too many

Posted: February 17, 2008 at 6:46 am

too many dogs and cats, too many horses, too many rabbits and pot belly pigs and not enough good homes.

there are no excuses anymore. i don’t care if someone is “furthering” the breed.

i want to know where the michael vick dogs came from? were all of the breeders as cold hearted and evil as he?

or did some of them come from a good and reputable breeder with great lines who loved their dogs? was it someone who found the once in a life time dream of a perfectly created dog in a perfect, wealthy home of a perfect and charming NFL star? maybe one who hid his evil deep underneath?

i want to know how many breeders, rescue one dog for every dog they create and sell? or it is just one more perfectly bred dog competing for not enough homes.
in the year 2008, we can deep freeze sperm and eggs. it is a good way to not lose the genetics of a very good line. but we still can’t stop killing the millions of animals without a home….and why is that?

too many, too many excuses to breed.

4 Comments on "too many"

  • Tracey says

    I am not a fan of breeding anything. While I understand and appreciate the difference between a Tibetan Mastiff and a Weimeraner (thank you Westminster Dog Show), and I would not like to see those breed lose their distinctiveness, I’d like to see the big, black and/or tan dogs hanging out in shelters be able to keep their lives more.

    Your concept of a breeder taking on the responsibility of not only the lives they create, but one additional shelter animal is very interesting; especially if the “extra” they took on was a large, mixed breed.

  • My thoughts;

    That if the pet stores were not allowed to sell animals for several years and the breeders were not allowed to sell animals for a few years and the animals that are out there could be rescued as there would be room for them instead of continuous breeding and allowing non altered animals, ie rabbits, dogs, cats and birds. Imagine how many animals could be rescued and altered to not breed and really make a huge difference!! It would be so much kinder and more sensible and practical. Just a laying in bed thinking about this crisis thought. Eva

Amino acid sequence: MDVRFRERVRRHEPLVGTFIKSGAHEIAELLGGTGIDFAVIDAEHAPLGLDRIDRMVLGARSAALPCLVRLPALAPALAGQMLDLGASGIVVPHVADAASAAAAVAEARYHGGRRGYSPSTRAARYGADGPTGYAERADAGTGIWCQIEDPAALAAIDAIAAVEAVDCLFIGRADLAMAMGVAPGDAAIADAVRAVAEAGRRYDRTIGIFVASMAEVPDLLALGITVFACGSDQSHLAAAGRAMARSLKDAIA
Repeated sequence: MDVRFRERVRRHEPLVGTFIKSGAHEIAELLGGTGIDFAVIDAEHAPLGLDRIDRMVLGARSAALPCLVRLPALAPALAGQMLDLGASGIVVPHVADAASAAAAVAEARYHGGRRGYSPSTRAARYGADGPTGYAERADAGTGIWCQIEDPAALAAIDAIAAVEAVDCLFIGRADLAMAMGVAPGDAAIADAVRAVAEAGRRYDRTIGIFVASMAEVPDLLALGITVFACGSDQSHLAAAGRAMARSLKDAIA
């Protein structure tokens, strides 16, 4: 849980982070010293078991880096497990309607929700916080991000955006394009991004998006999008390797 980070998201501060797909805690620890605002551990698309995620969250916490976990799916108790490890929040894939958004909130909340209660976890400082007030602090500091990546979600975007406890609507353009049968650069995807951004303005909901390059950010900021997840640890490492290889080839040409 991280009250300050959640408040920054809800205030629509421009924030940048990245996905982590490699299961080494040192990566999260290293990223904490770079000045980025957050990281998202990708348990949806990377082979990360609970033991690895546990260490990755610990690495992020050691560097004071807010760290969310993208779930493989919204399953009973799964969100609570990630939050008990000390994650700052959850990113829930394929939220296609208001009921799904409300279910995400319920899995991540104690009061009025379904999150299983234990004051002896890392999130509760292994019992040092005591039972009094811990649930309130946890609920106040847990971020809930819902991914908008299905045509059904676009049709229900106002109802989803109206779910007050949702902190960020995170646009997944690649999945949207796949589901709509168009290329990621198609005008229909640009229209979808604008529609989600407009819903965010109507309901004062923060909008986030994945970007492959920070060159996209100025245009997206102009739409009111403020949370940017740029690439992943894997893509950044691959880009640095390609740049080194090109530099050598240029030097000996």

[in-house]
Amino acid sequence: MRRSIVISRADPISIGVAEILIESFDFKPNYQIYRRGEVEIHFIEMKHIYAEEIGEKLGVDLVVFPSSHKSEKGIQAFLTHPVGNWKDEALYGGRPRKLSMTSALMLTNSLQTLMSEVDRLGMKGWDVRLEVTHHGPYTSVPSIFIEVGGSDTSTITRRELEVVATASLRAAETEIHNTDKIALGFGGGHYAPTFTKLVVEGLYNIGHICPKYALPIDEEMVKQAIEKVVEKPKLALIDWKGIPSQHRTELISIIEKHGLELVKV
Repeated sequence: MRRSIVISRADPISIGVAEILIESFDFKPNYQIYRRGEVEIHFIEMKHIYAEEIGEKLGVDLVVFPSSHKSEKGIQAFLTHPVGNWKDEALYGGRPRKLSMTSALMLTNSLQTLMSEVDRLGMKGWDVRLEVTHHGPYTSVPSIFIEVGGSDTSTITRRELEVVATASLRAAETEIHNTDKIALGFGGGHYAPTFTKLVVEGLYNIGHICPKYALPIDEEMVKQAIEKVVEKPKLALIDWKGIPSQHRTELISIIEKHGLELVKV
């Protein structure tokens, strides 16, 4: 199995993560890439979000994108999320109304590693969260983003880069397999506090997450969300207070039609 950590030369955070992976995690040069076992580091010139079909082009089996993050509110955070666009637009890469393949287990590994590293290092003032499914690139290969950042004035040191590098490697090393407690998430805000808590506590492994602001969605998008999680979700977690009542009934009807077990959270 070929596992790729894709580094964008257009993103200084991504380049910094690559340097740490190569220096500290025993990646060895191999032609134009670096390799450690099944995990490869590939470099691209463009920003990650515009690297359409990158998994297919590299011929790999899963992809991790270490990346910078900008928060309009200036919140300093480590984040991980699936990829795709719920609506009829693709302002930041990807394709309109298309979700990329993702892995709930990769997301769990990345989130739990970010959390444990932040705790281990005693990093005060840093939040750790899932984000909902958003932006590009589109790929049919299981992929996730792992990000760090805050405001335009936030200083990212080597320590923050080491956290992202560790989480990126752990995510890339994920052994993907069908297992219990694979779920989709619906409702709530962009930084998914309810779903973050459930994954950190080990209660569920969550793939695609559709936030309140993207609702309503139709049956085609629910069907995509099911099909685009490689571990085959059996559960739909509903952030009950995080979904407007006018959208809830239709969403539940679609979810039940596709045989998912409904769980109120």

• MIA says

    As someone who has been in breed rescue and worked in the shelter system I can honestly say you won’t often find the dog of a reputable responsible breeder in the system, what you do find are dogs from back yard breeders and pet stores, they are the root of the problem not the great breeders who really do love the breeds they breed and who are responsible for what they put out there. I would also like to say that I know many breeders that do help rescue dogs, they do just quietly. One of my best volunteers over the years is a breeder of champion dogs.

    The same holds true for most horses, I have been in that industry since I was kid and again it’s the people who know little about breeding that contribute to the problem of today and there are many larger issues going on there but that’s a topic for another day.

    Have a read at: http://www.fuglyhorseoftheday.blogspot.com/

  • lburrell says

    I’m afraid it’s just not true, Mia, that “reputable” breeders always take responsibility for the dogs that they create.

    I have a few friends in the shelter system myself. I can think of more than one occasion when a “reputable” breeder has been contacted because one of their dogs is in the shelter. On the phone, the breeder is always all “OMG: of course I’ll come pick up the dog!!!” And sometimes they do. But on more than a few occasions–I can think of at least two occasions in the last six months, one since Christmas–they. just. don’t. There are lots of dogs by “reputable” breeders in the shelter system today.

    You can argue that these “reputable” breeders aren’t “responsible” after all. However, they have the reputation of being responsible; that is, they’re perceived by the general community as being responsible. So—? How does the ordinary person distinguish the “great” breeders from these others?

    –Personally, if it were me, I’d ask the shelters. The really old hands know who’s who in the community. Some of them can actually recognize the breeder just by the look of the dog–they just use the tattoo as confirmation.

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